Michael: What is the role of story in helping us adapt to these huge open-ended problems–if it has a role?

Xiaolin: I think I’m not the first person to really say that stories don’t necessarily need to be parables, have a lesson or be educational. I think it would be too much to make demands on stories. To ask about the role of stories—I wouldn’t make it prescriptive as to say stories need to address this, but I think it is helpful that these kinds of stories focusing on environmental collapse and alternatives are coming out. It may be simply because environmental issues have been pressing on us and some of the most interesting advances in technology are addressing issues like environmental degradation and climate change. Certainly, they have affected my writing and reading—and I’ve written more than a few stories about this (see, for example, “Prasetyo Plastics” published in Clarkesworld Issue 134). The prevalence of stories about climate change and environmental decline and crisis might be a consequence of our times—these are the big issues that form the backdrop and foreground to our lives and there is an urgency that drives the writing and reading.

But, questions of garbage and waste have been issues for quite a long while—see, for example, recycling and reuse in Edo Period Japan as systems of implemented operations addressing these issues. It would be disingenuous to assume it’s simply a contemporary problem (though I would suggest it’s more pressing now with mechanical reproduction, the evanescence built into the intended use of materials, etc.) This focus on environmental issues is not just reflected in speculative fiction in English, but also a theme in stories across the world, for example in “Yuanyuan’s Bubbles” by (刘慈欣) Liu Cixin and “He-y, come on ou-t!” by(星新一) by Shinichi Hoshi.

We all make garbage; it’s a very human question to ask how to deal with it. Hopefully, we will continue towards better and better solutions. I hope that I might find myself one day, sitting outside on a pleasant (hopefully not-climate-change-induced-sweltering) day—watching a sports game or basking on a blanket at an outdoors matsuri—and having to choose between drinking from a disposable biodegradable cup made of bamboo fiber and a planet-friendly cassava-derived drinking bag. And everyone else around me making the not-so-difficult decision of choosing between two decent alternatives. I really want to have the best of both worlds— convenience and planetary viability. I don’t think that’s asking too much!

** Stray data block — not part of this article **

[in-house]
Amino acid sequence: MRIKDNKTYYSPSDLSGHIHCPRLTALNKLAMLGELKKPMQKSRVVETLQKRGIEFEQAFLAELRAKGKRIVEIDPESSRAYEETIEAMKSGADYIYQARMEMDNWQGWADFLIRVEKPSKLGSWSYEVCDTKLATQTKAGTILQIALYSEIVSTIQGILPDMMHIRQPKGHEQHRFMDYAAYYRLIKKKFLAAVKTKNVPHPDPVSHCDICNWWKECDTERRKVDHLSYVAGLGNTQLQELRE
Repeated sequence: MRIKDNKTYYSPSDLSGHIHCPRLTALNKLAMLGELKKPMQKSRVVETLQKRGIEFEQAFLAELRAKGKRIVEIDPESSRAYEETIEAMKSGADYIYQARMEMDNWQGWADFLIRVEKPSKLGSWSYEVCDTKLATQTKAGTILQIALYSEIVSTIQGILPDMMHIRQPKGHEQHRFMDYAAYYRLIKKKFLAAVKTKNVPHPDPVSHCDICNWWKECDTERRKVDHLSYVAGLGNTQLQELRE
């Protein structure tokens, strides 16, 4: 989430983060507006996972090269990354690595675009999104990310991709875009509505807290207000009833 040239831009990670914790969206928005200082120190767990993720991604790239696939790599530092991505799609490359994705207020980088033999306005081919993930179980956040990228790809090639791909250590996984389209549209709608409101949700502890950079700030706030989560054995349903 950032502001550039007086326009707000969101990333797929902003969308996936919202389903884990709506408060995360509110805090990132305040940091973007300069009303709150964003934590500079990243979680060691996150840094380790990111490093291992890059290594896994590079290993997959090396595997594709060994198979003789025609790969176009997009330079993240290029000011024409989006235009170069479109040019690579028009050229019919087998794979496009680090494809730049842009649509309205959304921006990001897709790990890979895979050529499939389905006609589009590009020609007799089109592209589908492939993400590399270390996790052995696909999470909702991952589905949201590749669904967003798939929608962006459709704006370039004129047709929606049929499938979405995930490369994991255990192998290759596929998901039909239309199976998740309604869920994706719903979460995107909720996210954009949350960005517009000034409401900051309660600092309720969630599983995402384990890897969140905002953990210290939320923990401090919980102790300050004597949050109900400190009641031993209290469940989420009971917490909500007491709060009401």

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Author: D.A. Xiaolin Spires

D.A. Xiaolin Spires stares at skies and wonders what there is to eat out there in the cosmos. Spires aspires to be a 3-D printing gourmand, but will happily concede with producing and consuming quixotic fiction and poetry. Spires lives in oscillation between Asia and the US, and currently resides in Hawai’i. You can find her sniffing tropical fruit at farmer’s markets, scouring lawns and beaches for fallen plumeria blossoms and boarding research vessels. Her work appears or is forthcoming in various publications such as Reckoning, Clarkesworld, Analog, Grievous Angel, Retro Future, LONTAR, Gathering Storm Magazine, Andromeda Spaceways, Star*line, Liminality, Eye to the Telescope and Story Seed Vault; as well as anthologies of the strange and delightful, such as Sharp & Sugar Tooth, Broad Knowledge and Ride the Star Wind. She can be found on her website daxiaolinspires.wordpress.com or on Twitter: @spireswriter.